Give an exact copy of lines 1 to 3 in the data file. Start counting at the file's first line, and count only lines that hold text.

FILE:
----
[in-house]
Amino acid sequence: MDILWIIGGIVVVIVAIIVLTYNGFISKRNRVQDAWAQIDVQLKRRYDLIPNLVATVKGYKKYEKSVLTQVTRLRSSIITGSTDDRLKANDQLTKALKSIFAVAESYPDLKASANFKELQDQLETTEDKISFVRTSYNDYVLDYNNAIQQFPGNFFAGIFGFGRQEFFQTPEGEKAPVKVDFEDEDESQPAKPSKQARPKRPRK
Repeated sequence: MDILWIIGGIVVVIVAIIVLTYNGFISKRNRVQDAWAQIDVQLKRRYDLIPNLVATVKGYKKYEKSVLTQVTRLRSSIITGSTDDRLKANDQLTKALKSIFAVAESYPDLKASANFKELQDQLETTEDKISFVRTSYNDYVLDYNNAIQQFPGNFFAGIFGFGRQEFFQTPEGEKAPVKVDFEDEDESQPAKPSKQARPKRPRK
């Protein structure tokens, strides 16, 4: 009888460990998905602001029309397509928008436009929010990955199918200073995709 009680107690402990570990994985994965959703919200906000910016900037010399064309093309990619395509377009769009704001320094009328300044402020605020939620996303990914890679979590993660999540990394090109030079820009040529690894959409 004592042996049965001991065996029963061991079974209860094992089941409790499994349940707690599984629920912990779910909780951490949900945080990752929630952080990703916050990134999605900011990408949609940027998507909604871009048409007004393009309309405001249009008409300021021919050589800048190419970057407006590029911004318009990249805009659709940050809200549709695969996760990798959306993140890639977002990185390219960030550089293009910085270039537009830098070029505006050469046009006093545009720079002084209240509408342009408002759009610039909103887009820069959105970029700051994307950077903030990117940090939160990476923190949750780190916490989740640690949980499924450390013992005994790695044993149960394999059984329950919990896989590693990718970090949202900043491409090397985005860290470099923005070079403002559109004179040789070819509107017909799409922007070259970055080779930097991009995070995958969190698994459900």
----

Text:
[in-house]
Amino acid sequence: MDILWIIGGIVVVIVAIIVLTYNGFISKRNRVQDAWAQIDVQLKRRYDLIPNLVATVKGYKKYEKSVLTQVTRLRSSIITGSTDDRLKANDQLTKALKSIFAVAESYPDLKASANFKELQDQLETTEDKISFVRTSYNDYVLDYNNAIQQFPGNFFAGIFGFGRQEFFQTPEGEKAPVKVDFEDEDESQPAKPSKQARPKRPRK
Repeated sequence: MDILWIIGGIVVVIVAIIVLTYNGFISKRNRVQDAWAQIDVQLKRRYDLIPNLVATVKGYKKYEKSVLTQVTRLRSSIITGSTDDRLKANDQLTKALKSIFAVAESYPDLKASANFKELQDQLETTEDKISFVRTSYNDYVLDYNNAIQQFPGNFFAGIFGFGRQEFFQTPEGEKAPVKVDFEDEDESQPAKPSKQARPKRPRK